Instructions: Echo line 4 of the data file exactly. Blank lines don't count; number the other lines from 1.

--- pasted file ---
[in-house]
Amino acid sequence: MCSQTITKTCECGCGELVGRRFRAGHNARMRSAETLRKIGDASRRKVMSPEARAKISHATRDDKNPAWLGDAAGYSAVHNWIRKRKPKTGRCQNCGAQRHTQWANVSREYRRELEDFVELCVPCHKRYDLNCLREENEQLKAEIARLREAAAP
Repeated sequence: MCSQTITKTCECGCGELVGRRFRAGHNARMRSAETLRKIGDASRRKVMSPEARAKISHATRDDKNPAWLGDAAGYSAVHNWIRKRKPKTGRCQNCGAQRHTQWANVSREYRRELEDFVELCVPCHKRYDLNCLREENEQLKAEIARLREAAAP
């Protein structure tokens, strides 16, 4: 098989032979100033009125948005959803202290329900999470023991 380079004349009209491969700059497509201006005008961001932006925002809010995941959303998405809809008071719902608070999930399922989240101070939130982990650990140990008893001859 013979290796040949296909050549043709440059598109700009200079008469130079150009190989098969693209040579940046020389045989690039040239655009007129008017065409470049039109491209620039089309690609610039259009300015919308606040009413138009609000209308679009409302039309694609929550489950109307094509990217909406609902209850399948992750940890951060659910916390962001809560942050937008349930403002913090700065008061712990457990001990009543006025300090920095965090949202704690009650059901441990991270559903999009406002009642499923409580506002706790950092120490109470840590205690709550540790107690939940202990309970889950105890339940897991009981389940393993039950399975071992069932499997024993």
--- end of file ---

């Protein structure tokens, strides 16, 4: 098989032979100033009125948005959803202290329900999470023991 380079004349009209491969700059497509201006005008961001932006925002809010995941959303998405809809008071719902608070999930399922989240101070939130982990650990140990008893001859 013979290796040949296909050549043709440059598109700009200079008469130079150009190989098969693209040579940046020389045989690039040239655009007129008017065409470049039109491209620039089309690609610039259009300015919308606040009413138009609000209308679009409302039309694609929550489950109307094509990217909406609902209850399948992750940890951060659910916390962001809560942050937008349930403002913090700065008061712990457990001990009543006025300090920095965090949202704690009650059901441990991270559903999009406002009642499923409580506002706790950092120490109470840590205690709550540790107690939940202990309970889950105890339940897991009981389940393993039950399975071992069932499997024993």